Introducing…Yvonne

Continuing our series of introcucing you to our team, I sat down with Yvonne (graduate architect and office worm farm manager) and asked her a couple of questions –

Who/What inspires you?

  1. Beautiful things. Or rather, the detail in beautiful things. At each scale, singular parts make up a whole and the execution of such becomes an expression of the whole.
  1. Honesty. For example, an honesty of material, which can present itself proudly without embellishment.

…brick says to you, ‘I like an arch.’  And you say to brick, ‘Look, I want one too, but arches are expensive and I can use a concrete lintel.’  And then you say: ‘What do you think of that, brick?’ Brick says: ‘I like an arch.’ 

-Louis Kahn

What is your area of architectural passion? 

If I could reframe the question, it might perhaps be posed: “what is so appealing about architecture / the architect?”  Architecture is ultimately a generalist profession, encompassing a holistic approach to design – everything from the mainstream to the marginalised.  Each project comes with a unique contextual complexity of challenges, and therefore must be approached as a unique entity.  That is the role of the architect – we are given the power of suggestion, such that realities can be made out of the ideas that we present.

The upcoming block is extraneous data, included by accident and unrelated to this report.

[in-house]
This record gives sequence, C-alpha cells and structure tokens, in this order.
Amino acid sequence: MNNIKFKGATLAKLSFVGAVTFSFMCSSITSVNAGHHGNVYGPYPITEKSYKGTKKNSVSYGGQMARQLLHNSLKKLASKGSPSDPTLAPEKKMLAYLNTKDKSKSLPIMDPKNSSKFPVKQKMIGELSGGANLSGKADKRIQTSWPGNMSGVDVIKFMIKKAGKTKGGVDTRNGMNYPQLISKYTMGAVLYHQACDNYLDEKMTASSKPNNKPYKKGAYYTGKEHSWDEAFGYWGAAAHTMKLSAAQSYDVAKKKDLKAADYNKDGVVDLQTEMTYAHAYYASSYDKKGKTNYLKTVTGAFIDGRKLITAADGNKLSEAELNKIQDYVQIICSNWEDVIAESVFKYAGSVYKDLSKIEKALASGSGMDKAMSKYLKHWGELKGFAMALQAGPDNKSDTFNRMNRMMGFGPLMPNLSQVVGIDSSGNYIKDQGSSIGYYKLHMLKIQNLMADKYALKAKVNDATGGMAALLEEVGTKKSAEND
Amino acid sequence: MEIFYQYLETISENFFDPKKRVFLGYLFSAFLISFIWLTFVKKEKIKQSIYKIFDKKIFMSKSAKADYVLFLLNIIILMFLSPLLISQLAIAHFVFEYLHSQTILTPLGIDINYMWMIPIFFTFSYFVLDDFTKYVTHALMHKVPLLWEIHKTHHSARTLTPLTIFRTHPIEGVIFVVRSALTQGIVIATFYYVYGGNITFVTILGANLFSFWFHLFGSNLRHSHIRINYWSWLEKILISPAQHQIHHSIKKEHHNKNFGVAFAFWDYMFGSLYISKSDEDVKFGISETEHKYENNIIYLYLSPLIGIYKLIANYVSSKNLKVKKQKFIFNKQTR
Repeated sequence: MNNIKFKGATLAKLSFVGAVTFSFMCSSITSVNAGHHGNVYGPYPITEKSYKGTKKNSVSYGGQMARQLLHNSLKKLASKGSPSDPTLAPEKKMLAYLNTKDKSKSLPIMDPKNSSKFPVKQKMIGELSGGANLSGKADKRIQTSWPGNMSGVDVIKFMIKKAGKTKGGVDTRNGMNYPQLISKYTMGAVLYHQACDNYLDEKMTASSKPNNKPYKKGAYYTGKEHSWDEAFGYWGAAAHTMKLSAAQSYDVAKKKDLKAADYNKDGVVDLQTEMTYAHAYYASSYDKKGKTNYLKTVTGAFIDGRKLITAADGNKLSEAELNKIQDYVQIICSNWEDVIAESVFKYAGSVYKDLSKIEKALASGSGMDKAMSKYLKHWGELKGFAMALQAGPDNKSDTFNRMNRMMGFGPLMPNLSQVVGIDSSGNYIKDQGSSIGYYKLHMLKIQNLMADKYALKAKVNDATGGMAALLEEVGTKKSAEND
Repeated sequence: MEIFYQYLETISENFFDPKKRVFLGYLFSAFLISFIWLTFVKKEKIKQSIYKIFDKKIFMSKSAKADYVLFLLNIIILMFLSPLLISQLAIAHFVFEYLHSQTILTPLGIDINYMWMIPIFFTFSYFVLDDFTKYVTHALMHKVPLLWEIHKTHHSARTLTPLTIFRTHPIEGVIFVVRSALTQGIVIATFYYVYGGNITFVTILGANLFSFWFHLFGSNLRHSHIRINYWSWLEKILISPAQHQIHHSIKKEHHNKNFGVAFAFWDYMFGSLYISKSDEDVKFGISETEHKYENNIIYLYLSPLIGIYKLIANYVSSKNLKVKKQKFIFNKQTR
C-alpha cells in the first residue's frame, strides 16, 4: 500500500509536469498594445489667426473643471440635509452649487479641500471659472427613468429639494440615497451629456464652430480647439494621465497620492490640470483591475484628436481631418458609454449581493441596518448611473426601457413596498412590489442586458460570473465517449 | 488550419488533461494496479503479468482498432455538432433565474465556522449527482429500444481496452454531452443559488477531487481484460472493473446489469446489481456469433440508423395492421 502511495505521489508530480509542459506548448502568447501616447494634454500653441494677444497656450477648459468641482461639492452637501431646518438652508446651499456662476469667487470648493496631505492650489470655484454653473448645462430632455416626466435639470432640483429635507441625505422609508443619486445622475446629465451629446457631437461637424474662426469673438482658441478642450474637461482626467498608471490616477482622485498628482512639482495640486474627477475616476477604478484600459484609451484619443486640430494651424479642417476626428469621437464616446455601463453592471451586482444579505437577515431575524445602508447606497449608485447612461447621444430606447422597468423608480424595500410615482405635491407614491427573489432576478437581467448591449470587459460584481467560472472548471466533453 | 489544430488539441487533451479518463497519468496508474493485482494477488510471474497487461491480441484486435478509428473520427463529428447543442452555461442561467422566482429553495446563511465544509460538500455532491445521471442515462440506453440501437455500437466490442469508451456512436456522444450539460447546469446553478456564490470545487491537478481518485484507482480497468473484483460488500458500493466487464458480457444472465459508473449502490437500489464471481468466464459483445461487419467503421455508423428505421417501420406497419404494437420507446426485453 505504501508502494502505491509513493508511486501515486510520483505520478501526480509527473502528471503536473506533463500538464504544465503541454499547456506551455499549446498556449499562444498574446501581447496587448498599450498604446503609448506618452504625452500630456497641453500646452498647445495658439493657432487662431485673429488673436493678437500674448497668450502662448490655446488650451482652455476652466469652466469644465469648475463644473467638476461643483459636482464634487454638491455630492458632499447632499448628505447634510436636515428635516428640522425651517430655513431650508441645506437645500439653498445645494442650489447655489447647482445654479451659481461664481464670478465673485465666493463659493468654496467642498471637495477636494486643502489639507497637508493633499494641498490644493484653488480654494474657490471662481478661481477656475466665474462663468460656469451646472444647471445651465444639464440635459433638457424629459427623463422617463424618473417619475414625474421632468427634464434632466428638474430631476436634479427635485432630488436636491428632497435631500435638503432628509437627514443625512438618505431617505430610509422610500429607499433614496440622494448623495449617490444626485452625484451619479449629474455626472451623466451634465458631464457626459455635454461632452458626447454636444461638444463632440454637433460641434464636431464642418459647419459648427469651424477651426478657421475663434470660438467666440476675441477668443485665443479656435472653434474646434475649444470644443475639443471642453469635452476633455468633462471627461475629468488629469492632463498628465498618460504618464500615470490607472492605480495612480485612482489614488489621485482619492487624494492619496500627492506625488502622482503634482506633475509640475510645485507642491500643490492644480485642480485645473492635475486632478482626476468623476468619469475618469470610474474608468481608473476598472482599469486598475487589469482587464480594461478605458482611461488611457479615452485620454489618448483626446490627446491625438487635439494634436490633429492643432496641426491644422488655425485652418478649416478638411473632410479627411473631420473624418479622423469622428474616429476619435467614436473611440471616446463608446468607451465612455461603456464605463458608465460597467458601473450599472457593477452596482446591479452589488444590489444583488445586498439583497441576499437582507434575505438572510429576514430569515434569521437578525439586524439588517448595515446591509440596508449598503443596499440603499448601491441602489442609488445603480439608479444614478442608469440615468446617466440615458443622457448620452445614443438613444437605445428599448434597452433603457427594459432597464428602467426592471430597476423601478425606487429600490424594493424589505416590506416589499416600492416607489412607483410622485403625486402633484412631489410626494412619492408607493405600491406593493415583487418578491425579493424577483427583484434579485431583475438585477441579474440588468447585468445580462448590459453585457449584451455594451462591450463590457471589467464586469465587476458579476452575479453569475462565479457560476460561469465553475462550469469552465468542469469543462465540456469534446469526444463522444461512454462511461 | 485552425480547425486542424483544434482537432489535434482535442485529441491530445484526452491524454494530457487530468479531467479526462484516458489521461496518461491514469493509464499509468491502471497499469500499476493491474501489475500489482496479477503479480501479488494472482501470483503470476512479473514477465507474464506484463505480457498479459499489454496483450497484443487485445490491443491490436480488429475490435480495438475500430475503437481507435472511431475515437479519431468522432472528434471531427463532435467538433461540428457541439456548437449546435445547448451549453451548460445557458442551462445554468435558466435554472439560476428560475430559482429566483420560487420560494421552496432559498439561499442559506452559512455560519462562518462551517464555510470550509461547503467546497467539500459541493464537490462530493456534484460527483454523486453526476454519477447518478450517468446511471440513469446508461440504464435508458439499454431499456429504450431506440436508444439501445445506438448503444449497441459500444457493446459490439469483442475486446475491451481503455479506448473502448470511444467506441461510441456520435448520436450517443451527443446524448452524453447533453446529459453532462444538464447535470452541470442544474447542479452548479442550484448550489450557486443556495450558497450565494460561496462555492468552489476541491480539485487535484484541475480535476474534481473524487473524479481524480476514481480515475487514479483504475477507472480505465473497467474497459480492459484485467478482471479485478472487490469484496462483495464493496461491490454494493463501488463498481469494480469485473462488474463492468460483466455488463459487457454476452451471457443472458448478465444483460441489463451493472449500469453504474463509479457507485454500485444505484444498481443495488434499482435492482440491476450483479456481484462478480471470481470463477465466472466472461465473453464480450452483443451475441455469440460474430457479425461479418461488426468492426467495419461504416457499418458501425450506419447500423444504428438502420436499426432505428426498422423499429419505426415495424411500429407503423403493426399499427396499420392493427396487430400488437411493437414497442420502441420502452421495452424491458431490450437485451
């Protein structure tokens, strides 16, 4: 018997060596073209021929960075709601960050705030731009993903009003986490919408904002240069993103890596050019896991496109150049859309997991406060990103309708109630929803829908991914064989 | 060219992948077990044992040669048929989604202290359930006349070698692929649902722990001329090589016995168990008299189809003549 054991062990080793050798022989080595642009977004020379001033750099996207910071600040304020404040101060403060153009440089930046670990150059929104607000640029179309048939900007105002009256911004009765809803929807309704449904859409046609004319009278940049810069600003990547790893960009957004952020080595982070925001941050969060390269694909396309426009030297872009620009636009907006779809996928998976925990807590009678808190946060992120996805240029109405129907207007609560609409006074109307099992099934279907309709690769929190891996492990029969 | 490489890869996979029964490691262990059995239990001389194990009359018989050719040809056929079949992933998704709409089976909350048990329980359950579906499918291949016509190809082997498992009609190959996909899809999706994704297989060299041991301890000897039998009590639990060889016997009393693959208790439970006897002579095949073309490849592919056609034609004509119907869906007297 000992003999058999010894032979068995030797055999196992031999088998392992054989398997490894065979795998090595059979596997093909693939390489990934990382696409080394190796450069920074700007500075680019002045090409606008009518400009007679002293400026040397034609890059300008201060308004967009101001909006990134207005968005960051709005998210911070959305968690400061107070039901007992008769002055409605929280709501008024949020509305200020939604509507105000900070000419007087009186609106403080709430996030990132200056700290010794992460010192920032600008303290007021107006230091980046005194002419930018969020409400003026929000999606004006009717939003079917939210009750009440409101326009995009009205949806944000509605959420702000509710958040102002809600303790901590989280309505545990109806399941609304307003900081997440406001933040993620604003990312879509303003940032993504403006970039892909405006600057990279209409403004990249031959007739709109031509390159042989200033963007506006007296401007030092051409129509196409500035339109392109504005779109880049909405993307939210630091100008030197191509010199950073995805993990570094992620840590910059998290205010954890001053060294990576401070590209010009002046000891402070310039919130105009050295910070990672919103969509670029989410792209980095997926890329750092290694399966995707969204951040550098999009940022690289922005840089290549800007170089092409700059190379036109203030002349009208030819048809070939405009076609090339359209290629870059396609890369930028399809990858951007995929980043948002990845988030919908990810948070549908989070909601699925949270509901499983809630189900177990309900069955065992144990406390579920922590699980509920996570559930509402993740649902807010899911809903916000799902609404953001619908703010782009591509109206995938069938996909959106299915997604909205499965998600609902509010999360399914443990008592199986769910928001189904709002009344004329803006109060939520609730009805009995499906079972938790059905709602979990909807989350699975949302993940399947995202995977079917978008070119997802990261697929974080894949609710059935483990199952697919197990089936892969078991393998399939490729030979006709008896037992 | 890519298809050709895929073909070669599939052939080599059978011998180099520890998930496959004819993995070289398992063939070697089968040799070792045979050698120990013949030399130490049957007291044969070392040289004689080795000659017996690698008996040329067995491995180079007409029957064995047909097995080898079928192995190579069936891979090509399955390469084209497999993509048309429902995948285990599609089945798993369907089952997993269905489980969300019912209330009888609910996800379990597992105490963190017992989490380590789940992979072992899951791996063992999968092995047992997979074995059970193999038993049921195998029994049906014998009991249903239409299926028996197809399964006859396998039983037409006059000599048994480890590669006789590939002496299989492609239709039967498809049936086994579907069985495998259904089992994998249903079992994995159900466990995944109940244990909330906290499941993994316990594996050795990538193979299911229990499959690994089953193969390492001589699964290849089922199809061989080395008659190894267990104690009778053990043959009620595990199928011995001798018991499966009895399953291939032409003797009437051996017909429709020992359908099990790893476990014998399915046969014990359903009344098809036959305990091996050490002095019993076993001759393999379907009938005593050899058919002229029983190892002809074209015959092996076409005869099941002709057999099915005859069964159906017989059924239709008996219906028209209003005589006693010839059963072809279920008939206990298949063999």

Architecture is exposed to life.  If its body is sensitive enough, it can assume a quality that bears witness to the reality of past life.

Peter Zumthor, Thinking Architecture

What is your favourite piece of design outside of Architecture?

Not quite the answer to my favourite piece of design, but it comes close to illustrating what it is that I love about good design.  This is a model 1227 Herbert Terry (developed by engineer Edward Carwardine) anglepoise lamp (c. late 1930s) that I recently purchased on TradeMe.  This model superceeded the industrial 1208 for a residential market, incorporating three springs instead of four, and minus a third tier on the cast iron base.  Some people have posited that this was due to the need to save metal needed for bomb production in WWII, while others have attributed it to the waning of the Art Deco movement.  I am currently in the process of restoring this elegant, functional all-steel construction (minus the shade, which is aluminium). 

Yvonne Lamp

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